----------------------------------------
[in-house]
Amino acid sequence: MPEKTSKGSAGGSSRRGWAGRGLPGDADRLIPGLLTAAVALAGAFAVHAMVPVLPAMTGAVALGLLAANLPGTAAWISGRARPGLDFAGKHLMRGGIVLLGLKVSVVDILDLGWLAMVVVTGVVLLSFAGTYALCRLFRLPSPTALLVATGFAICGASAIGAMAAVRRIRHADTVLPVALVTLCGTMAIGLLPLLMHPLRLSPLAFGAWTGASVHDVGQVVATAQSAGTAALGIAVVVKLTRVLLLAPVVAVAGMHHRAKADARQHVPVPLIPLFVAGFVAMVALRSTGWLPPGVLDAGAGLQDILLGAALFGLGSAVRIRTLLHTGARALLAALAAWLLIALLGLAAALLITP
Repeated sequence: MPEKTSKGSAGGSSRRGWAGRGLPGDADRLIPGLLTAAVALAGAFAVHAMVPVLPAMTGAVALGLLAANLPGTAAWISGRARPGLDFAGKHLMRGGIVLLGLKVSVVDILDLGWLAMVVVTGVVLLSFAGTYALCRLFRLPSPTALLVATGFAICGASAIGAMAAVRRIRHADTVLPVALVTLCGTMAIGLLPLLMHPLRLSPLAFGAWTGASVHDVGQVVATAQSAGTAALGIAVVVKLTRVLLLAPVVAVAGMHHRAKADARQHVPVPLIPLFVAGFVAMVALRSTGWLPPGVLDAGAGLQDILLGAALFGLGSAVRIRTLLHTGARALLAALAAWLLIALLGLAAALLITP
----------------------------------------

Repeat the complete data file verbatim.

[in-house]
Amino acid sequence: MPEKTSKGSAGGSSRRGWAGRGLPGDADRLIPGLLTAAVALAGAFAVHAMVPVLPAMTGAVALGLLAANLPGTAAWISGRARPGLDFAGKHLMRGGIVLLGLKVSVVDILDLGWLAMVVVTGVVLLSFAGTYALCRLFRLPSPTALLVATGFAICGASAIGAMAAVRRIRHADTVLPVALVTLCGTMAIGLLPLLMHPLRLSPLAFGAWTGASVHDVGQVVATAQSAGTAALGIAVVVKLTRVLLLAPVVAVAGMHHRAKADARQHVPVPLIPLFVAGFVAMVALRSTGWLPPGVLDAGAGLQDILLGAALFGLGSAVRIRTLLHTGARALLAALAAWLLIALLGLAAALLITP
Repeated sequence: MPEKTSKGSAGGSSRRGWAGRGLPGDADRLIPGLLTAAVALAGAFAVHAMVPVLPAMTGAVALGLLAANLPGTAAWISGRARPGLDFAGKHLMRGGIVLLGLKVSVVDILDLGWLAMVVVTGVVLLSFAGTYALCRLFRLPSPTALLVATGFAICGASAIGAMAAVRRIRHADTVLPVALVTLCGTMAIGLLPLLMHPLRLSPLAFGAWTGASVHDVGQVVATAQSAGTAALGIAVVVKLTRVLLLAPVVAVAGMHHRAKADARQHVPVPLIPLFVAGFVAMVALRSTGWLPPGVLDAGAGLQDILLGAALFGLGSAVRIRTLLHTGARALLAALAAWLLIALLGLAAALLITP